Planned tax cut would save NC businesses $250M
Posted April 17, 2019 5:28 p.m. EDT
Updated April 17, 2019 7:59 p.m. EDT
Raleigh, N.C. — A major tax cut working its way through the legislature would save businesses about $250 million a year.
Senate Bill 622 would also cut personal income taxes by increasing the state's standard deduction, a tactic the Republican-controlled legislature has used several years running to lower taxes.
The measure also includes language meant to help the state collect more than $100 million a year in internet sales taxes, as well as tax break extensions for NASCAR and airlines, both of which enjoy sales tax exemptions that would be extended until 2024 under the bill.
Gov. Roy Cooper has come out against the bill, opening another front in what was already expected to be a big fight over the state budget between the Democratic governor and GOP legislative leaders.
All told, the state would take in about $200 million less a year if the legislation passes, with most of the impact coming from step-downs in the state's franchise tax, long a target for businesses hoping for reform. A lobbyist for LabCorp, which is based in Burlington, told legislators Wednesday that the company files taxes in more than 500 jurisdictions, and "North Carolina is the most complicated" because of its franchise tax.
Bill sponsors said they'd like to take that tax down to zero, but they're starting by cutting it by about a third over two years.
Democrats in committee Wednesday said they liked some parts of the bill, particularly the standard deduction increase, which would mean a tax cut for most people. But the focus on business cuts, and the impact they'll have on the budget, set Democrats against the bill.
"We are making it impossible to meet the needs, the real needs that we have been setting to the side since I have been in the General Assembly," said Sen. Terry Van Duyn, D-Buncombe.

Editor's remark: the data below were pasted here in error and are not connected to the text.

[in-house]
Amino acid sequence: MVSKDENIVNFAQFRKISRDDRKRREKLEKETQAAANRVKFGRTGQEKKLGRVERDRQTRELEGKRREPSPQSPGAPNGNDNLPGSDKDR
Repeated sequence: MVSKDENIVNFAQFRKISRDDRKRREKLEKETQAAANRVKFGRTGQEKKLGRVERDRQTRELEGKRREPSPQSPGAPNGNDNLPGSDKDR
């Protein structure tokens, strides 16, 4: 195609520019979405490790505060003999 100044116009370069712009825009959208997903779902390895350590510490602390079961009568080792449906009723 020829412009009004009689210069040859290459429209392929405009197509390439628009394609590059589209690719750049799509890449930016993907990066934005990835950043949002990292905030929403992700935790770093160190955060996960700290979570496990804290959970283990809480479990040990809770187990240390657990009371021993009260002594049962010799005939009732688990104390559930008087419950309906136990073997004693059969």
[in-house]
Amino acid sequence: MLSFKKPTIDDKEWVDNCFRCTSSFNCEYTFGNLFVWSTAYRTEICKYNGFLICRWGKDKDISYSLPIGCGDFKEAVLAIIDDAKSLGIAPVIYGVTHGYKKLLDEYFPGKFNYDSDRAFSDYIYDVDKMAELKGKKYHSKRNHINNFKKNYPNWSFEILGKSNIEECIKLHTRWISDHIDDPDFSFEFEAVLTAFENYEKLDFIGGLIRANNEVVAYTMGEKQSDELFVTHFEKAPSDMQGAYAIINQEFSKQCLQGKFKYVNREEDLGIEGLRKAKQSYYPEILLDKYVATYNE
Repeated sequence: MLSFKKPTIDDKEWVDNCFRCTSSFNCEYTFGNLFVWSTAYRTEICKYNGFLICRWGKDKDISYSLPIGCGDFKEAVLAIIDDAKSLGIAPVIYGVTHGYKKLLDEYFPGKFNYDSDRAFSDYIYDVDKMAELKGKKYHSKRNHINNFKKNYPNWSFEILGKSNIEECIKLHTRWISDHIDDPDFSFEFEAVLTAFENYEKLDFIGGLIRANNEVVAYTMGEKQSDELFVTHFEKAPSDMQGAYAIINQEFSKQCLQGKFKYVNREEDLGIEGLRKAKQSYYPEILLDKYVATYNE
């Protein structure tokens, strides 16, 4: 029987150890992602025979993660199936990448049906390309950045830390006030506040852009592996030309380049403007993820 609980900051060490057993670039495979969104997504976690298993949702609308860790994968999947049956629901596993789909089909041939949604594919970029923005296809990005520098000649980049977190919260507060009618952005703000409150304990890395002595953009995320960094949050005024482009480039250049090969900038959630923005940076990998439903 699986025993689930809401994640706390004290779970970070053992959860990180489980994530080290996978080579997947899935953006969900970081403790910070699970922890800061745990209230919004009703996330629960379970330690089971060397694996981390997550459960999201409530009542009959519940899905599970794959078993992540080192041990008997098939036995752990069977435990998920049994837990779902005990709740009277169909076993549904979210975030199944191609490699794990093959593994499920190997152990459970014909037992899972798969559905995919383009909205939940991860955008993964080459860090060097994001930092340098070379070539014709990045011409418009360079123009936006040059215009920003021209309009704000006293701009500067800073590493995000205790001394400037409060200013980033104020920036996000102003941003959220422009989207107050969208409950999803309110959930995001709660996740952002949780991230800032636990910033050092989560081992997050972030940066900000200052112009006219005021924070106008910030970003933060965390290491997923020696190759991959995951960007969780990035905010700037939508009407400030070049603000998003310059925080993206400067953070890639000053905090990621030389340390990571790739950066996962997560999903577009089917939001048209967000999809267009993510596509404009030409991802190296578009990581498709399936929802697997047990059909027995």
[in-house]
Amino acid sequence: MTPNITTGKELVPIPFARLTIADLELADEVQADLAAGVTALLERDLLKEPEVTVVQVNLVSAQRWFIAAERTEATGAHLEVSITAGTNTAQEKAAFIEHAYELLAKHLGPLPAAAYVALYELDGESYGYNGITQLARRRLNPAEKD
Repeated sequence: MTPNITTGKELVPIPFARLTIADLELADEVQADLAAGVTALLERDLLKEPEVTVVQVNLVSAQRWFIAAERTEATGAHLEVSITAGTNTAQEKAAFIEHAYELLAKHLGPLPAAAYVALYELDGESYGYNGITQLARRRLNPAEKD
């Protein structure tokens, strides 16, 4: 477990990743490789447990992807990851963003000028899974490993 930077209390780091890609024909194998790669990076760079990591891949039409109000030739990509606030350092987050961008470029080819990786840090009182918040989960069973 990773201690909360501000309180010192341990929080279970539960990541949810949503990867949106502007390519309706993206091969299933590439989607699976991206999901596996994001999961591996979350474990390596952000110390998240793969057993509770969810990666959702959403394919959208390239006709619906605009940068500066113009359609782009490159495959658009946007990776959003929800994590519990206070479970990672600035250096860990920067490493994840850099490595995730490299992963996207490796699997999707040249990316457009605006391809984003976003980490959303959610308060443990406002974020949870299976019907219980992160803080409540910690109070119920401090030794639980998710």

The state budget has increased in recent years, but not by as much as Cooper and other Democrats would like. Republicans say the tax cuts they've stair-stepped into state code the last few years are a major reason the state's economy is so strong.
"We are in a robust economy nationwide, so I'm not sure we can reduce all of this to tax cuts," Van Duyn responded.
Sen. Jerry Tillman, R-Randolph, and others argued a trickle-down theory, saying tax cuts would bring in new businesses and create jobs.
"I've never gotten a job from a poor man or woman," said Tillman, a bill sponsor. "Have you?"
The bill would:
- Increase standard deductions. For married couples, it would go from $20,000 to $20,750 for 2021.
- Reduce the franchise tax from $1.50 per $1,000 of worth to $1.30 for most businesses in 2019, then down to $1 per $1,000 in 2020.
- Enact "market based sourcing," which is a way of calculating taxes for multi-state corporations. The change would charge North Carolina-based companies less and companies based out of state more, according to a bill explanation filed with the Senate Finance Committee.
- Enact "marketplace facilitator" legislation designed to make it easier for the state to collect sales taxes from third-party sellers who sell through online marketplaces like Amazon.
- Extend the sales tax exemption on jet fuel until 2024.
- Extend NASCAR's sales tax exemption until 2024.
- Extend the state's historic rehabilitation tax credit until 2024.
Tillman said the bill may not be a finished product. He and other Senate sponsors have said they have an agreement on the basics with their counterparts in the House, but the details may change.
The measure was in the Senate Finance Committee Wednesday for discussion only. With the Senate on spring break next week, it may be some time before the bill moves forward.
Lobbyists for several businesses, as well as the North Carolina Retail Merchants Association and the North Carolina Chamber, spoke in favor of the bill. Tillman promised an economic boom from the legislation and said the state will generate more tax revenue as a result, despite a legislative analysis showing revenue decreases for five years.
"We'll bring in more revenue with tax cuts," Tillman said. "That's just an old conservative money principle that we believe in."